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02-10-2023 - Case Study, Gear

Shot on Sony: Behind the Scenes of ”Missing”

By: SonyCine Team

Missing is a story of a young girl’s (June) search for answers after her mother mysteriously goes missing while on vacation. As June unravels secrets about her mom, the film details June’s search through the perspective of the various devices she’s using – from cell phones, security cameras and computer cameras. 

When asked what drew Holleran to film Missing, he responded “For me, I'm always attracted to movies and particularly any kind of projects that push technological boundaries, where innovation is involved, where you're on the bleeding edge of technology in the camera space, in the cinema world. I like exploring there, because it pushes my knowledge, it exposes me to new things and it makes me a better filmmaker. So, it was an instantly a no-brainer to work on a project that has great pedigree and also to be at the forefront of the largest screenlife movie of all time.”

Screenlife movies are a newer genre of films that tell the story from the perspective of the screens, whether that’s cell phones, computers or even security cameras. It’s part of a growing trend in production meant to help capture how much of modern day-to-day life includes these screens. While productions like RapSh!t have leveraged screens in their storytelling, Holleran believes that Missing is the largest screenlife feature to date. So what exactly goes into a screenlife movie? 

First, Holleran shares what he aimed to achieve visually, “We want the camera to be able to move. We want the actors to be able to pick up the laptop, walk around and talk to it. We want them to be able to hold phones in their hands and walk around with them. We want to do a sequence from the perspective of an Apple Watch. We want to see things from infrared cameras. We want to do security angles and backup cameras and add all these different camera perspectives that exist in the real world, into the screenlife genre.” 

Next, came gear selection. After testing cameras for over a month, Holleran shares how he landed on a combination of the Sony A7S III and the FX3 as the main workhorses. “Suddenly it became quite clear, almost every single camera would not work for this movie. Most of the big bodies wouldn’t work. We needed something that shot low light. The Sony was the only one that would do it. And it was small.”

Unexpected Solutions for an Unexpected Plotline

From the trailer, we see footage from phones, laptops and more. Holleran shares the unexpected solution to making these shots look screenlife while using digital cinema cameras. The answer may surprise you. In order to maintain visual control of the image and recreate the look of the intended screen, Holleran had to rely on the actors to frame themselves – just as they would with a phone or webcam. “I didn't touch a camera through the entire production in terms of operating one. This time I had to coach the actors how to frame themselves. It required a lot of attention, in terms of talking them through where they needed to stand, why the lighting was the way it was, what part of the frame they had to look in, so it appeared that they were actually looking at the screen and not the camera.”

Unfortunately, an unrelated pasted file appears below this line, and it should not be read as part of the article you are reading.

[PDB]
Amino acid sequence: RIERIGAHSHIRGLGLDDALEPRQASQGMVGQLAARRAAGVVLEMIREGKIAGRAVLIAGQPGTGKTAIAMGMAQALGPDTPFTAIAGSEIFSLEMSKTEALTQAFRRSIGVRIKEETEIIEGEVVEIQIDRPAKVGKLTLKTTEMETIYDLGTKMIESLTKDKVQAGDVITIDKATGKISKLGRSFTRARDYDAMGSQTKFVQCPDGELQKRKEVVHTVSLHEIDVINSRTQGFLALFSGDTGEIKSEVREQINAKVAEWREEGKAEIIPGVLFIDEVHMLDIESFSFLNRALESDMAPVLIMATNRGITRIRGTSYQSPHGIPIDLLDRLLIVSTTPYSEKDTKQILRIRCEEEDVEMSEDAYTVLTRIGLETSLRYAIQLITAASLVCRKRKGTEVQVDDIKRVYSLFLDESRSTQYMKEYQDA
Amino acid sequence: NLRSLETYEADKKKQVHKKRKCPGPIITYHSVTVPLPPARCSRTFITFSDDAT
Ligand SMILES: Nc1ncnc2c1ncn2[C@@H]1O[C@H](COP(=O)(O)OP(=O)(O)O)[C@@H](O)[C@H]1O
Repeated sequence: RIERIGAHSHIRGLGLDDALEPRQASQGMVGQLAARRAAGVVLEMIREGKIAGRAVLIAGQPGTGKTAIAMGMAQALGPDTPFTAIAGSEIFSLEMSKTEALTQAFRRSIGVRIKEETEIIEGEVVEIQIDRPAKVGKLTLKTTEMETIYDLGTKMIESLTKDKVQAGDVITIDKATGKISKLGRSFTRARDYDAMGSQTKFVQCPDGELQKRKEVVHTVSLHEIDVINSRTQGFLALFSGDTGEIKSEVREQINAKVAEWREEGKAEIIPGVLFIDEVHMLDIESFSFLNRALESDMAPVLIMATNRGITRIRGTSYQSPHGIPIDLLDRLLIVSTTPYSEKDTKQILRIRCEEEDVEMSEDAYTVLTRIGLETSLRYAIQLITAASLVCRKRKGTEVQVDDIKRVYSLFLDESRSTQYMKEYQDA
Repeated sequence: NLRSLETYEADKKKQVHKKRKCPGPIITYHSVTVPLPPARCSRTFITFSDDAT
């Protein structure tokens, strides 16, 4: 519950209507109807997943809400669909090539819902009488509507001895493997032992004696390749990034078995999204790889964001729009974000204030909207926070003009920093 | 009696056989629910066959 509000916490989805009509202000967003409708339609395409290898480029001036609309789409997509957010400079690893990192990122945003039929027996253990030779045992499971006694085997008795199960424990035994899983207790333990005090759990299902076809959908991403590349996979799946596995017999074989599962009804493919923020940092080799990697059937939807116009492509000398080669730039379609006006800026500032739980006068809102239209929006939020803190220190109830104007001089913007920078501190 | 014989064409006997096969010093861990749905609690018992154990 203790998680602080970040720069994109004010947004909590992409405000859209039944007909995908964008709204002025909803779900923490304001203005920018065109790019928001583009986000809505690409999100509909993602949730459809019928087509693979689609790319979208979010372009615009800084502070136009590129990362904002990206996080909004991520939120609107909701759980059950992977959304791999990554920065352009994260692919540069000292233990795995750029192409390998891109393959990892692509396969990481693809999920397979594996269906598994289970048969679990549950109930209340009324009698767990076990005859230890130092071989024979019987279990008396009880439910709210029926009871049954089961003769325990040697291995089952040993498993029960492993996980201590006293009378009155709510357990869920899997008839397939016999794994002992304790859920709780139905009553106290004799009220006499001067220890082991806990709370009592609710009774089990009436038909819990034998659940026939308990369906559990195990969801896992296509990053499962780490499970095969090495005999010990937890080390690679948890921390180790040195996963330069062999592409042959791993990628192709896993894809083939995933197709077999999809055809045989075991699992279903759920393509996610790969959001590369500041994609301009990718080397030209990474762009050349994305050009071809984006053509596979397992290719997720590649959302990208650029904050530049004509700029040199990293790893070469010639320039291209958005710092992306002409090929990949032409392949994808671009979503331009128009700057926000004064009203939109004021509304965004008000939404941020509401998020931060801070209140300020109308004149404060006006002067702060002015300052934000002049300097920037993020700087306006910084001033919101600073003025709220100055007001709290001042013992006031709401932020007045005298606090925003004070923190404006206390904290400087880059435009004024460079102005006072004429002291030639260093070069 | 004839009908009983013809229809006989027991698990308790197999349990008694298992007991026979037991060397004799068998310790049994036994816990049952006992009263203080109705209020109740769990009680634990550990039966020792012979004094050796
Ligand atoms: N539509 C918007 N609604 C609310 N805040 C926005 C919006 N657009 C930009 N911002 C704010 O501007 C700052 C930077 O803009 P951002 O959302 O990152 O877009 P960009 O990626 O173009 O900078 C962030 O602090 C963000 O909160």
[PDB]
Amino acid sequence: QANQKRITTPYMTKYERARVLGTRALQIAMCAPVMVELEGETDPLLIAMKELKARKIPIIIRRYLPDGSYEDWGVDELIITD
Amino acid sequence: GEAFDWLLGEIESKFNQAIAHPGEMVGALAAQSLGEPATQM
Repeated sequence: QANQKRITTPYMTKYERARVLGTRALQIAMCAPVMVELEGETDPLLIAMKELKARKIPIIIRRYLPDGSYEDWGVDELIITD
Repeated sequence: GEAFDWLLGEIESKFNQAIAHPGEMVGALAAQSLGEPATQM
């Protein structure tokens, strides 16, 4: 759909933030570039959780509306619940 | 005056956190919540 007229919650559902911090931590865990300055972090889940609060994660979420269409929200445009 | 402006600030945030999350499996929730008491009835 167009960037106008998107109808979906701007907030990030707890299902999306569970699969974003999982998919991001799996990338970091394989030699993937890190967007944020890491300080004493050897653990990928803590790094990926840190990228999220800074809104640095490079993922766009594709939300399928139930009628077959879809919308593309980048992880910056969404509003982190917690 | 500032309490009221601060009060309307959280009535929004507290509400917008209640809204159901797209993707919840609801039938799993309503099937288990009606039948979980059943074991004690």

In particular, there was one shot that proved to be one of the most challenging scenes to shoot. Holleran shares how his team thought through this specific shot. “There was this one shot where Storm, the main actress, has to close the laptop and then open it back up. That proved to be one of the most challenging shots in the whole movie because I had a camera behind the laptop. It didn't close with the laptop. So, we had to create a new rig where the camera could actually move with the laptop screen, but ensure that it was not too heavy that the laptop would just close on itself.”

Holleran continues, “The laptop rig needed to actually have a working laptop where we could send video calls into the laptop so they could actually talk to another actor through the screen. Then we had to create this grid system on the laptop, with different numbers and boxes, so we could tell them, ‘Hey, you're looking in box one right now,’ because you're interacting with this larger computer screen in the movie so we had to be able to give them eyelines. We also had to be able to put another actor on the screen live and make sure they could type on the laptop.”

Using Autofocus for a Cinematic Application

Now, when you think cinema, you probably don’t think autofocus. Holleran explains how his team employed autofocus technology to enhance the storytelling and maintain a cinematic look for complicated rigs and while the actors were operating the cameras.